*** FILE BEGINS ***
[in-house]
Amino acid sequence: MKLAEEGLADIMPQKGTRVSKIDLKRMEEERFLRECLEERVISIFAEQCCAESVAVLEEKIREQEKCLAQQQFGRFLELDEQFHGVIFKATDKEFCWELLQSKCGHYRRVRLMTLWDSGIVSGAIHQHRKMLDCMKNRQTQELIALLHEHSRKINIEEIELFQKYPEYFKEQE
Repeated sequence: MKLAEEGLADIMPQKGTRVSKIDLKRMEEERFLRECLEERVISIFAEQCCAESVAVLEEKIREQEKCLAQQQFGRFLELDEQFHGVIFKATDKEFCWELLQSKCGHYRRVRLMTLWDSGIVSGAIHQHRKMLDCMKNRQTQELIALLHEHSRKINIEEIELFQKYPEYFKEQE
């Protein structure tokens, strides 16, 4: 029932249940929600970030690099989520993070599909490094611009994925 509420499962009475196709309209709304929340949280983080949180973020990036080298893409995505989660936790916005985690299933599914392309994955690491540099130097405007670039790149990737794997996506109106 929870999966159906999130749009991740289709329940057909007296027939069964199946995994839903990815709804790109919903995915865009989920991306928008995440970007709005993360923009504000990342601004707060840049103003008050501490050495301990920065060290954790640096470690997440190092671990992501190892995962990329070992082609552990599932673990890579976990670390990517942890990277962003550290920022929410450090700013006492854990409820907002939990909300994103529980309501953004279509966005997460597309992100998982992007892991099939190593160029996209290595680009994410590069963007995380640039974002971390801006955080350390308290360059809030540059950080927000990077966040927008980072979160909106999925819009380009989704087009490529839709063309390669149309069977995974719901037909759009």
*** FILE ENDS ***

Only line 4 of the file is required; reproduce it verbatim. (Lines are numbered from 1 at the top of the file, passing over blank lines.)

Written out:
């Protein structure tokens, strides 16, 4: 029932249940929600970030690099989520993070599909490094611009994925 509420499962009475196709309209709304929340949280983080949180973020990036080298893409995505989660936790916005985690299933599914392309994955690491540099130097405007670039790149990737794997996506109106 929870999966159906999130749009991740289709329940057909007296027939069964199946995994839903990815709804790109919903995915865009989920991306928008995440970007709005993360923009504000990342601004707060840049103003008050501490050495301990920065060290954790640096470690997440190092671990992501190892995962990329070992082609552990599932673990890579976990670390990517942890990277962003550290920022929410450090700013006492854990409820907002939990909300994103529980309501953004279509966005997460597309992100998982992007892991099939190593160029996209290595680009994410590069963007995380640039974002971390801006955080350390308290360059809030540059950080927000990077966040927008980072979160909106999925819009380009989704087009490529839709063309390669149309069977995974719901037909759009």